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Food Service Managers Career Video

Description: Plan, direct, or coordinate activities of an organization or department that serves food and beverages.

Video Transcript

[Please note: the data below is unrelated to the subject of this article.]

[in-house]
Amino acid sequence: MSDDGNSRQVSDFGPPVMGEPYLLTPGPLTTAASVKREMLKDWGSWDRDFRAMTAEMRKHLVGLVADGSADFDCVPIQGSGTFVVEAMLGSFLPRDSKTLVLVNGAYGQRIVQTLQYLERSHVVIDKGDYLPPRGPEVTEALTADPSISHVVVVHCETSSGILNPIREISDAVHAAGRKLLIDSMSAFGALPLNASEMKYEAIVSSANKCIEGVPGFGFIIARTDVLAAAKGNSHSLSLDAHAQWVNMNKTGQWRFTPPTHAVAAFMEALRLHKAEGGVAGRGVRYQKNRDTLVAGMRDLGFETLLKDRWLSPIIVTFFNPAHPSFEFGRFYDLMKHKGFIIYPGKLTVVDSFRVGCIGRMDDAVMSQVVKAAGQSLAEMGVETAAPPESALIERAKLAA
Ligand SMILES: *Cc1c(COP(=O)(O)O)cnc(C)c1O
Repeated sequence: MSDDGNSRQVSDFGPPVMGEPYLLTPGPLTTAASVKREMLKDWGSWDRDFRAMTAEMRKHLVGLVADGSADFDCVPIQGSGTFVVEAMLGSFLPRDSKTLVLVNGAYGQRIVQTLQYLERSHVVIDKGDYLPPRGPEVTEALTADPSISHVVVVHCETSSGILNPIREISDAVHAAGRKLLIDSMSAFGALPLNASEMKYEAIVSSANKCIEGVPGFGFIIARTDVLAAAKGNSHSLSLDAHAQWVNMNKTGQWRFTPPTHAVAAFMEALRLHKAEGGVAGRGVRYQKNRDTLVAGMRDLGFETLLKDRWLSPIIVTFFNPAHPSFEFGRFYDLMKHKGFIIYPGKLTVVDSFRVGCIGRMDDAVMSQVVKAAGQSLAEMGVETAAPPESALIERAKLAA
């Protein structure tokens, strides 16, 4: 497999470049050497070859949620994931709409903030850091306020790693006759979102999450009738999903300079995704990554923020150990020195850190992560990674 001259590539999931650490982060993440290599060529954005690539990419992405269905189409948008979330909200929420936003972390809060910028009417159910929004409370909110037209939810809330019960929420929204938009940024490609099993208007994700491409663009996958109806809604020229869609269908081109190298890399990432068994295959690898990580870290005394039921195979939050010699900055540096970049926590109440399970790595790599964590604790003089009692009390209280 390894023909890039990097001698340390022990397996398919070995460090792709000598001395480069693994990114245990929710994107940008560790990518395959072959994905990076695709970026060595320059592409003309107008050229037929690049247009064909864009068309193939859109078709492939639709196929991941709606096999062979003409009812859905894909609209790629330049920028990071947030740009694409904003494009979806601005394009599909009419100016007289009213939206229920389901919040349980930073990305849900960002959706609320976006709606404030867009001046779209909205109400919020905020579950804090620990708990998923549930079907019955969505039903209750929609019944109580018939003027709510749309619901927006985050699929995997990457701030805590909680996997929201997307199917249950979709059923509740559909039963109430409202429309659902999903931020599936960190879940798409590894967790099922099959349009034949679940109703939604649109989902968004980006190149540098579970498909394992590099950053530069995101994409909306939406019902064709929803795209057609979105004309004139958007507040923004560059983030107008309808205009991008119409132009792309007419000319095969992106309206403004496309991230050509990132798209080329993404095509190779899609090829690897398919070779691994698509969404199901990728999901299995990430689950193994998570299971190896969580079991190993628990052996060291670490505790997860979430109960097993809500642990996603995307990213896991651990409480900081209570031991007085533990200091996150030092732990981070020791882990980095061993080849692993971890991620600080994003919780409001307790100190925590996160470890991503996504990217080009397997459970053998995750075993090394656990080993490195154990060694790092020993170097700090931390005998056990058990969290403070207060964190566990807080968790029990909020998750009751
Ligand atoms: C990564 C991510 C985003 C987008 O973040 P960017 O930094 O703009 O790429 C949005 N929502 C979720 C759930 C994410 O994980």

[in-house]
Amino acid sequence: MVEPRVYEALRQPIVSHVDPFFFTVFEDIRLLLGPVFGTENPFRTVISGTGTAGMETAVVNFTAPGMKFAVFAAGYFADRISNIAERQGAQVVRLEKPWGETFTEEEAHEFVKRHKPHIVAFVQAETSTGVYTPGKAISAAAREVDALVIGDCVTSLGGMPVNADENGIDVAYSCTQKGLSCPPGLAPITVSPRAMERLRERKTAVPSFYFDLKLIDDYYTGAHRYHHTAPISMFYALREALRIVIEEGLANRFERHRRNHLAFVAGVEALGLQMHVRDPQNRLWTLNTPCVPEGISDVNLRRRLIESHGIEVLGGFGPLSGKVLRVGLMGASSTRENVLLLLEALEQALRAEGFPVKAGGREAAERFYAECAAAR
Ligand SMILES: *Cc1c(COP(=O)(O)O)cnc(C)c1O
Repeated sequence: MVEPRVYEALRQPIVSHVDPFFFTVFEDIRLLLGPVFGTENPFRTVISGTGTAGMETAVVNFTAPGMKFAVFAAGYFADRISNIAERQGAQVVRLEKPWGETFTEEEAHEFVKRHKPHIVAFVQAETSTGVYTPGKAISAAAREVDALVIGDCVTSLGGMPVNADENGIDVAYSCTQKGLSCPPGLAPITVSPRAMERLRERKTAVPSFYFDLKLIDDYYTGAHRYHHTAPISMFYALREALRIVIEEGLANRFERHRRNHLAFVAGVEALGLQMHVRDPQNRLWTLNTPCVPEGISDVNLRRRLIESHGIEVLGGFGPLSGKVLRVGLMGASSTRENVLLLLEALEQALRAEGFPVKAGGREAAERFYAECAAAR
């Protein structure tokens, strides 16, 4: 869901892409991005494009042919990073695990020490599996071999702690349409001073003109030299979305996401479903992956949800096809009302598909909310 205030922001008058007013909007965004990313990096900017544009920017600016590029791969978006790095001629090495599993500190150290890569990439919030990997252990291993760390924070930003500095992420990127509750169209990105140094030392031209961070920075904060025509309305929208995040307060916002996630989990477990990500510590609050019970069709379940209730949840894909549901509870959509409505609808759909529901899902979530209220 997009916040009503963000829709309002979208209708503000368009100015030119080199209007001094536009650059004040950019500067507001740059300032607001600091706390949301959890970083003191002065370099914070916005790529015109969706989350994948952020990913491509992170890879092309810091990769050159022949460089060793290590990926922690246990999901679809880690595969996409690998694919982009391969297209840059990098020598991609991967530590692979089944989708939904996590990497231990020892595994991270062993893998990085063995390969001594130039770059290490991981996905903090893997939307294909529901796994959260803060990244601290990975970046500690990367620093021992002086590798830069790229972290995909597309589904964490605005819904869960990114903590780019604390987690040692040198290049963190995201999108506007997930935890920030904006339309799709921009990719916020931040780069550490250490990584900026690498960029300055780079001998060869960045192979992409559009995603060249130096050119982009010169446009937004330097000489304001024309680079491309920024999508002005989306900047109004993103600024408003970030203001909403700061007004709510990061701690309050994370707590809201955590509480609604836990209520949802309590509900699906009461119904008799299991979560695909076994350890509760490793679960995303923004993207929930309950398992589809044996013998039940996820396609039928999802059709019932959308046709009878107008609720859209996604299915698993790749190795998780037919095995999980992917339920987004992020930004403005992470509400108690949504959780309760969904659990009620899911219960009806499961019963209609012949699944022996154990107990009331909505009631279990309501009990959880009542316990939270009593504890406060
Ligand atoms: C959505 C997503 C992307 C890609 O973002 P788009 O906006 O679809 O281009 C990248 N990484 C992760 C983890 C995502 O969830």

Whether inspecting a restaurant’s place settings, or crunching the numbers in the back office, food service managers find their passion in keeping restaurant and food service operations smooth and profitable. As the head of sometimes large and diverse teams, these managers coordinate staff, schedule their hours, order and store supplies, and oversee food production. And when it comes to meeting health and safety standards, the buck stops with food service managers. All this while they maintain a balanced budget. To keep so many plates spinning, managers must be detail-oriented leaders with the stamina to stay organized even when the pace is fast and doesn’t let up. In food service— communication and problem-solving skills are essential— since customers’ experiences rely on them. Dealing with dissatisfied customers is part of the territory, and can be challenging. Food service managers work full time in restaurants from fast-food to fine dining, and depending on the establishment, evening, weekend, and holiday work can be common. Managers of food service in institutions such as schools, factories or office buildings, usually work traditional hours. Most managers work their way up from entry-level food service positions. A bachelor’s degree is not required, but some postsecondary education is increasingly preferred. When customers leave their dining experience satisfied, you can be sure a capable food service manager set the scene to make it possible.